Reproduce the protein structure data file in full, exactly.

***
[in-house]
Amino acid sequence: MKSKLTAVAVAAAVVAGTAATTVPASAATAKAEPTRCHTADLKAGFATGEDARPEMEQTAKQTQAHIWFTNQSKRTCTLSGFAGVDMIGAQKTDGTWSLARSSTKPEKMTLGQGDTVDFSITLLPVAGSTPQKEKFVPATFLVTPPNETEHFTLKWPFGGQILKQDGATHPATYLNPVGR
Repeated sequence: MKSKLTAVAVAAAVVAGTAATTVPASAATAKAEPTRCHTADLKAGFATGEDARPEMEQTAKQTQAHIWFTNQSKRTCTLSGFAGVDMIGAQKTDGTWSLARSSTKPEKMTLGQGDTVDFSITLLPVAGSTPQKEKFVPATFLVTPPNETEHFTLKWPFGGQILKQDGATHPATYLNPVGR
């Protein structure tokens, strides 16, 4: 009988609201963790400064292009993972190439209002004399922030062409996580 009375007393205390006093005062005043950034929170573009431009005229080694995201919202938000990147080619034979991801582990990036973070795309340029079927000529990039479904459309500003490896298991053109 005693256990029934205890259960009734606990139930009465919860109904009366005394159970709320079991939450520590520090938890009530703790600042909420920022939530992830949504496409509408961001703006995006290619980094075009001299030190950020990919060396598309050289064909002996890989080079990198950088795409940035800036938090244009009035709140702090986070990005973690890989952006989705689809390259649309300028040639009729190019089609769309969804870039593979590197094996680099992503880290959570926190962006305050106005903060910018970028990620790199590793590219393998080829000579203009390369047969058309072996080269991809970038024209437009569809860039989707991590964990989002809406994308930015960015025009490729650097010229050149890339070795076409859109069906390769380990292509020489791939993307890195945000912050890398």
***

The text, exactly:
[in-house]
Amino acid sequence: MKSKLTAVAVAAAVVAGTAATTVPASAATAKAEPTRCHTADLKAGFATGEDARPEMEQTAKQTQAHIWFTNQSKRTCTLSGFAGVDMIGAQKTDGTWSLARSSTKPEKMTLGQGDTVDFSITLLPVAGSTPQKEKFVPATFLVTPPNETEHFTLKWPFGGQILKQDGATHPATYLNPVGR
Repeated sequence: MKSKLTAVAVAAAVVAGTAATTVPASAATAKAEPTRCHTADLKAGFATGEDARPEMEQTAKQTQAHIWFTNQSKRTCTLSGFAGVDMIGAQKTDGTWSLARSSTKPEKMTLGQGDTVDFSITLLPVAGSTPQKEKFVPATFLVTPPNETEHFTLKWPFGGQILKQDGATHPATYLNPVGR
């Protein structure tokens, strides 16, 4: 009988609201963790400064292009993972190439209002004399922030062409996580 009375007393205390006093005062005043950034929170573009431009005229080694995201919202938000990147080619034979991801582990990036973070795309340029079927000529990039479904459309500003490896298991053109 005693256990029934205890259960009734606990139930009465919860109904009366005394159970709320079991939450520590520090938890009530703790600042909420920022939530992830949504496409509408961001703006995006290619980094075009001299030190950020990919060396598309050289064909002996890989080079990198950088795409940035800036938090244009009035709140702090986070990005973690890989952006989705689809390259649309300028040639009729190019089609769309969804870039593979590197094996680099992503880290959570926190962006305050106005903060910018970028990620790199590793590219393998080829000579203009390369047969058309072996080269991809970038024209437009569809860039989707991590964990989002809406994308930015960015025009490729650097010229050149890339070795076409859109069906390769380990292509020489791939993307890195945000912050890398």